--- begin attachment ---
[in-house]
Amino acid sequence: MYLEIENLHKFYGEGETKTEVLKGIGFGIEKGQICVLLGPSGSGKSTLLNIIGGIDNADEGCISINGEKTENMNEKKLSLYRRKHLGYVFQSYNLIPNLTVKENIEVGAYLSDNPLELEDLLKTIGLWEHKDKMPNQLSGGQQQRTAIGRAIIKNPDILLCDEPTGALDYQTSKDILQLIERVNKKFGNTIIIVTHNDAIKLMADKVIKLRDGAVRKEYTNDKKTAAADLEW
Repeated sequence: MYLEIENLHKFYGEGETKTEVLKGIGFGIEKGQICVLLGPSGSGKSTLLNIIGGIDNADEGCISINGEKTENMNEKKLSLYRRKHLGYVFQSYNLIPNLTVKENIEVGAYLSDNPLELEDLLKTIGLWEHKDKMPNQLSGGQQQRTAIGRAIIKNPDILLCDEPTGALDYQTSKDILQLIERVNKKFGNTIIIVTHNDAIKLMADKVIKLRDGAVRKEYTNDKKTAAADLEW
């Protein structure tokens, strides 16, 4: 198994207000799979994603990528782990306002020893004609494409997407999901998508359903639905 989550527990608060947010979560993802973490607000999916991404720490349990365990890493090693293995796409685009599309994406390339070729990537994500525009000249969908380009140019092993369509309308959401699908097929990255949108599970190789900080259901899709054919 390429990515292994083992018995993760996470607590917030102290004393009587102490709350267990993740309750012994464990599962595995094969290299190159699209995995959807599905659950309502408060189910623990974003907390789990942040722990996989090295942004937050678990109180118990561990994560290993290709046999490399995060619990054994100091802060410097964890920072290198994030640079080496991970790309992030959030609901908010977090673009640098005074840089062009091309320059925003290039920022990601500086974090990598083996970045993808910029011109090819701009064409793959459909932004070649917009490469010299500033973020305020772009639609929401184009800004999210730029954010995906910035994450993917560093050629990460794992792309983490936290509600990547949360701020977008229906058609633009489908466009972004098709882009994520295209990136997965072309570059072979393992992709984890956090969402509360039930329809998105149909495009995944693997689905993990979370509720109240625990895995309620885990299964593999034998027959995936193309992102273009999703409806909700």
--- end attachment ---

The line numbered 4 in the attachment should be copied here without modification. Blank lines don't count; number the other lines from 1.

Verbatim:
């Protein structure tokens, strides 16, 4: 198994207000799979994603990528782990306002020893004609494409997407999901998508359903639905 989550527990608060947010979560993802973490607000999916991404720490349990365990890493090693293995796409685009599309994406390339070729990537994500525009000249969908380009140019092993369509309308959401699908097929990255949108599970190789900080259901899709054919 390429990515292994083992018995993760996470607590917030102290004393009587102490709350267990993740309750012994464990599962595995094969290299190159699209995995959807599905659950309502408060189910623990974003907390789990942040722990996989090295942004937050678990109180118990561990994560290993290709046999490399995060619990054994100091802060410097964890920072290198994030640079080496991970790309992030959030609901908010977090673009640098005074840089062009091309320059925003290039920022990601500086974090990598083996970045993808910029011109090819701009064409793959459909932004070649917009490469010299500033973020305020772009639609929401184009800004999210730029954010995906910035994450993917560093050629990460794992792309983490936290509600990547949360701020977008229906058609633009489908466009972004098709882009994520295209990136997965072309570059072979393992992709984890956090969402509360039930329809998105149909495009995944693997689905993990979370509720109240625990895995309620885990299964593999034998027959995936193309992102273009999703409806909700």